Defying the odds: Minnesota woman delivers baby who wasn't expected to live
Pregnancy, even of the "normal" variety, is no easy task. Forty weeks of mood swings, strange cravings and swollen feet being just a few of the more common inconveniences, but Kelsey Zitzow received a more disheartening shock around the 21 week m...
Pregnancy, even of the "normal" variety, is no easy task. Forty weeks of mood swings, strange cravings and swollen feet being just a few of the more common inconveniences, but Kelsey Zitzow received a more disheartening shock around the 21 week mark when doctors told her and her husband Greg (Goob) Zitzow that their child's arms and legs were growing shorter than normal.
"When they told us (it was probably) a form of skeletal dysplasia, it was like 'Ok, we'll deal with that'," said Kelsey. "You know, we'll love him no matter what."
But a few weeks later the "roller coaster of a pregnancy" continued, delivering a heavy blow.
In and out of specialists, the Zitzows went from thinking their baby had just a few skeletal issues to believing he would have a 50/50 chance of living.
"Then at 36 weeks we went completely backwards...They measured his chest and said it wasn't big enough for his lungs," she said. "The doctors told us, 'Ok, he's probably not going to survive.'"
Overwhelmed, the Zitzows scheduled a C-section a couple weeks out (since the baby was also breach) and readied everything for her to deliver at the Children's Hospital in the Twin Cities.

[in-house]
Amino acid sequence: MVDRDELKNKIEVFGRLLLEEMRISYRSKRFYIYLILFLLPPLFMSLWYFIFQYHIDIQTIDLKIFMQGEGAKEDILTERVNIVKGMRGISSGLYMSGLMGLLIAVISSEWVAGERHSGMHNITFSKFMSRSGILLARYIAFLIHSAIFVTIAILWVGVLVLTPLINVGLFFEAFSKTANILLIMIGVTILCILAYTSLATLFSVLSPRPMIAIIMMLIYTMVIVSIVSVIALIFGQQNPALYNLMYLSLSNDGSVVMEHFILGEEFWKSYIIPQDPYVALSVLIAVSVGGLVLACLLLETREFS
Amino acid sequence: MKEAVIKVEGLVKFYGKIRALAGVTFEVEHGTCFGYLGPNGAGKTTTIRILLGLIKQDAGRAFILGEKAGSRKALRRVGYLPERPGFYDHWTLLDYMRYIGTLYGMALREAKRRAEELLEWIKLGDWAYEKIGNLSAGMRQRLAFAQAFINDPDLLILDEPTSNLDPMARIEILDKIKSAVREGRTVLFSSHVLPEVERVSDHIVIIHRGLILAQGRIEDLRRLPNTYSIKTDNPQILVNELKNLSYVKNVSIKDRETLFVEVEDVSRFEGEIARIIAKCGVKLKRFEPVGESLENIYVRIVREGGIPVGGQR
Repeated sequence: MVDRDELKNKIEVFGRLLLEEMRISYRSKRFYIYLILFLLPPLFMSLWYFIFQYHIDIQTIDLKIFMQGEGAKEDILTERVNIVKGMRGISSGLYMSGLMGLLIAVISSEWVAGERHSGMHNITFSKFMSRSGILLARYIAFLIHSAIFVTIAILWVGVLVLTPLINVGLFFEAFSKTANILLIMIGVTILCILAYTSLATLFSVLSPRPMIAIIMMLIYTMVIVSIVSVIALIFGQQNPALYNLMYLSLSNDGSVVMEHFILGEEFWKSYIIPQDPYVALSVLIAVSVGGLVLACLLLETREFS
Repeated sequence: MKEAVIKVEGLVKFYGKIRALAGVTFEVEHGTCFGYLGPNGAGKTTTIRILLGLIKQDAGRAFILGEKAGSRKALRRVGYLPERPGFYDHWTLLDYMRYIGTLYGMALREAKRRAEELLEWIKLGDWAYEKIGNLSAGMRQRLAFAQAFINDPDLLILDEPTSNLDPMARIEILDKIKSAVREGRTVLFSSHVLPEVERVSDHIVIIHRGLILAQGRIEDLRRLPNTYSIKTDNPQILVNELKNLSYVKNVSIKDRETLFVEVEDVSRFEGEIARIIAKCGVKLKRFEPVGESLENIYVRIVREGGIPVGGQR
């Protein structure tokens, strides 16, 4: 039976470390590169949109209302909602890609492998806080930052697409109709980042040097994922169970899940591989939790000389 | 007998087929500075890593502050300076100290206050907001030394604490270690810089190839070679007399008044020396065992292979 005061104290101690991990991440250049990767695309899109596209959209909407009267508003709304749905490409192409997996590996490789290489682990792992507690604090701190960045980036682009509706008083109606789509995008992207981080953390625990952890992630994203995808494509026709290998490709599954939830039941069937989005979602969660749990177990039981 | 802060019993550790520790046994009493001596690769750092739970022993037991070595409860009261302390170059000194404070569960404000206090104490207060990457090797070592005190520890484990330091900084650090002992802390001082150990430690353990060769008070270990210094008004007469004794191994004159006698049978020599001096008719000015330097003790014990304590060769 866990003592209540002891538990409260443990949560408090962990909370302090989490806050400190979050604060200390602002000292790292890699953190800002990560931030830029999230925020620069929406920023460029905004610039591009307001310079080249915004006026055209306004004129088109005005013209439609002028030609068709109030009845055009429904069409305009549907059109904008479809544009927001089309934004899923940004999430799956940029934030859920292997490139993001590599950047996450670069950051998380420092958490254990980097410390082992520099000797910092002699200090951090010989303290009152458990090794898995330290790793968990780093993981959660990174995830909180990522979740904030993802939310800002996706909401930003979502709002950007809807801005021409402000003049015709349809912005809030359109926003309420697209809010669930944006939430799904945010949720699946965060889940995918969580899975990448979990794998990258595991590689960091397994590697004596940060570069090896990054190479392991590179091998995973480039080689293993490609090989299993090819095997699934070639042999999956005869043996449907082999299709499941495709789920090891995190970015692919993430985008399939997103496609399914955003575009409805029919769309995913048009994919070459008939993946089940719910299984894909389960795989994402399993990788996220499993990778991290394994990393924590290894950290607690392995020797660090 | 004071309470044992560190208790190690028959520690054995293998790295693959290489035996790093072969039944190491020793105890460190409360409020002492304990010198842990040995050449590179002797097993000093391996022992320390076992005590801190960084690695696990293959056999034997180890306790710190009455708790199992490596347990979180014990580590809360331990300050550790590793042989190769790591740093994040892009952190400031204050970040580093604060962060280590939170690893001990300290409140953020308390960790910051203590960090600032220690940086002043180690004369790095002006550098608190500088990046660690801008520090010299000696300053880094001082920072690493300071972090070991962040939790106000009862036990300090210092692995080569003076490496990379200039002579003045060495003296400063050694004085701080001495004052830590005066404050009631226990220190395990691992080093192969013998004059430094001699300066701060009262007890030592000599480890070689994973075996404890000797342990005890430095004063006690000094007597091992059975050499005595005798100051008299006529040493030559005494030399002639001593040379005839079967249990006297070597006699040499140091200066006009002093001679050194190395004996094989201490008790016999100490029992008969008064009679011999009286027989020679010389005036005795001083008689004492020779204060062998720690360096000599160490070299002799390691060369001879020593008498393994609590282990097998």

They came back home to Vergas with nothing to do but wait.
"We came home and Sunday morning (two days after hearing their baby probably wouldn't survive birth), at about 3:30 a.m. my water broke," she said.
From there it was a rush to the hospital, and Kelsey was flight lifted to the cities, with Daddy Goob and both grandmas following behind in the car.
"For some reason-even before my husband got there-I felt very calm," said Kelsey. "The doctor sat down with me and said they were going to do everything they can."
Of course, she said, she shed a fair amount of tears, but something inside her-some mommy instinct-kicked in, and the doctors started the procedure.
"They did the C-section, and he came out crying," she recalled, adding that her husband was able to catch a look at the doctors, and he remembers them just kind of looking at each other, surprised.
"(The doctors) didn't even bring him to me," she said.
He was rushed off to a room, and the Zitzows didn't know what to think, so Goob followed the neonatal intensive care doctors as they surrounded his new son.
"The doctor looked at my husband and said, 'Don't you have a camera?' and he said, 'You mean he's alive?'," Kelsey recalled.
And that he was. Little baby Liam Duane Zitzow was born Jan. 8, defying all the odds.
"He never even needed oxygen like they said he would," said Kelsey. "All the doctors said, 'He stumped us-he truly is a miracle'."
As for the prognosis, Baby Liam does have a common type of skeletal dysplasia, which only affects his growth, nothing cognitively, but they aren't quite sure exactly what that will mean for him down the road-he may just be a bit shorter than "normal."
"The length from his shoulder to his elbow is shorter, but from elbow to hand is normal," said Kelsey, adding that it's the same with his legs: from hip to knee is a tad shorter, but from knee to foot is regular length.
"He does (also) breathe fast, but the more he grows, the stronger that will get," she said, adding that Liam will just have to see a specialist once a year to monitor his growth and progress.
For now, the Zitzows are just happy to be through the rollercoaster, enjoying getting to know their first born and grateful the start to their family turned out better than expected.
"If you're ever given negative information, just know that God's in charge," said Kelsey. "It's God's plan, not ours."